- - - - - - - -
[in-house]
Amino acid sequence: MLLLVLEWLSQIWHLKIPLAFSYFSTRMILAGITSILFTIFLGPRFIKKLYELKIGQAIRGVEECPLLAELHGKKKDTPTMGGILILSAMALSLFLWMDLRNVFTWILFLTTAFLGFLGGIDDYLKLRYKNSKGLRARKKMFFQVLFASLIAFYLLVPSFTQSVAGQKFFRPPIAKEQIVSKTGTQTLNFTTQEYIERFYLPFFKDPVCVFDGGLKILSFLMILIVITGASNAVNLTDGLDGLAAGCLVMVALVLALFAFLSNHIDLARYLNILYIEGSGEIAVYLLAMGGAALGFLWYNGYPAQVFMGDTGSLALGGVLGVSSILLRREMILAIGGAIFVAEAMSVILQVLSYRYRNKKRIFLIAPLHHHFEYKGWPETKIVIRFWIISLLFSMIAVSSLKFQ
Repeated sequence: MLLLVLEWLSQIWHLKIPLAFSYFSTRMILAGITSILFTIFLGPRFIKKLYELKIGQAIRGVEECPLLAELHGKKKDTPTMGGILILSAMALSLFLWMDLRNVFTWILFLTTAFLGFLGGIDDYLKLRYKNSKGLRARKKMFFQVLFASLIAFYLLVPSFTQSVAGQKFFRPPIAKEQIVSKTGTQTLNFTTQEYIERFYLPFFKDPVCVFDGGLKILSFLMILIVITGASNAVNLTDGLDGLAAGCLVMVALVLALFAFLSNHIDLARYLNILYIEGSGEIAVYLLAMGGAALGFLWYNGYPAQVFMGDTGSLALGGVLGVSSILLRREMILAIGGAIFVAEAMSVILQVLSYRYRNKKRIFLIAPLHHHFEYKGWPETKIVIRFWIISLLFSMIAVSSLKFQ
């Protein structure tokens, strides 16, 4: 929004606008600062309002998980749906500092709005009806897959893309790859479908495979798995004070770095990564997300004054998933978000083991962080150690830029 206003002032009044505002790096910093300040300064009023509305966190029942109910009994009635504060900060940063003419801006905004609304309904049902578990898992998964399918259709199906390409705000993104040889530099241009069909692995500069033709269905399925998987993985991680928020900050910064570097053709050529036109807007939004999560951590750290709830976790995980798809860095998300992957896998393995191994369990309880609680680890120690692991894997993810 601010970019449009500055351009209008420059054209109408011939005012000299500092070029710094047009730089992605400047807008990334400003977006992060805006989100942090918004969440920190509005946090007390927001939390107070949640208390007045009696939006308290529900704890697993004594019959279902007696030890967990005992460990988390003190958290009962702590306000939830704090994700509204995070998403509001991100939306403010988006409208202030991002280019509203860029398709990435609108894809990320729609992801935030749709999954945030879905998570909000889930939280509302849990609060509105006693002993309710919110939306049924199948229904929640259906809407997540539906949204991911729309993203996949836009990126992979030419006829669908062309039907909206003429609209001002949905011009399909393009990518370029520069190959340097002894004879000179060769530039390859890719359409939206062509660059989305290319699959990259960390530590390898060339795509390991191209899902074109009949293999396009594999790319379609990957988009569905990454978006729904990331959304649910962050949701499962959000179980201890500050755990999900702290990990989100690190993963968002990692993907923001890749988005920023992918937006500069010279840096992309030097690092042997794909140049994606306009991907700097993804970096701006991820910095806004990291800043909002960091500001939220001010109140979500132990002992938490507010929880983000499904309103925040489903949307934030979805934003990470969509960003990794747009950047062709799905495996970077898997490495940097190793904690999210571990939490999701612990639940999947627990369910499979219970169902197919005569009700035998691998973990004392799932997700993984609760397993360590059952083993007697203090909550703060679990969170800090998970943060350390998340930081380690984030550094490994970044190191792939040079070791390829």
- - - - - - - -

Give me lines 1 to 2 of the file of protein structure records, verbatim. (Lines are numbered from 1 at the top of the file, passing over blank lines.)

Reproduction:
[in-house]
Amino acid sequence: MLLLVLEWLSQIWHLKIPLAFSYFSTRMILAGITSILFTIFLGPRFIKKLYELKIGQAIRGVEECPLLAELHGKKKDTPTMGGILILSAMALSLFLWMDLRNVFTWILFLTTAFLGFLGGIDDYLKLRYKNSKGLRARKKMFFQVLFASLIAFYLLVPSFTQSVAGQKFFRPPIAKEQIVSKTGTQTLNFTTQEYIERFYLPFFKDPVCVFDGGLKILSFLMILIVITGASNAVNLTDGLDGLAAGCLVMVALVLALFAFLSNHIDLARYLNILYIEGSGEIAVYLLAMGGAALGFLWYNGYPAQVFMGDTGSLALGGVLGVSSILLRREMILAIGGAIFVAEAMSVILQVLSYRYRNKKRIFLIAPLHHHFEYKGWPETKIVIRFWIISLLFSMIAVSSLKFQ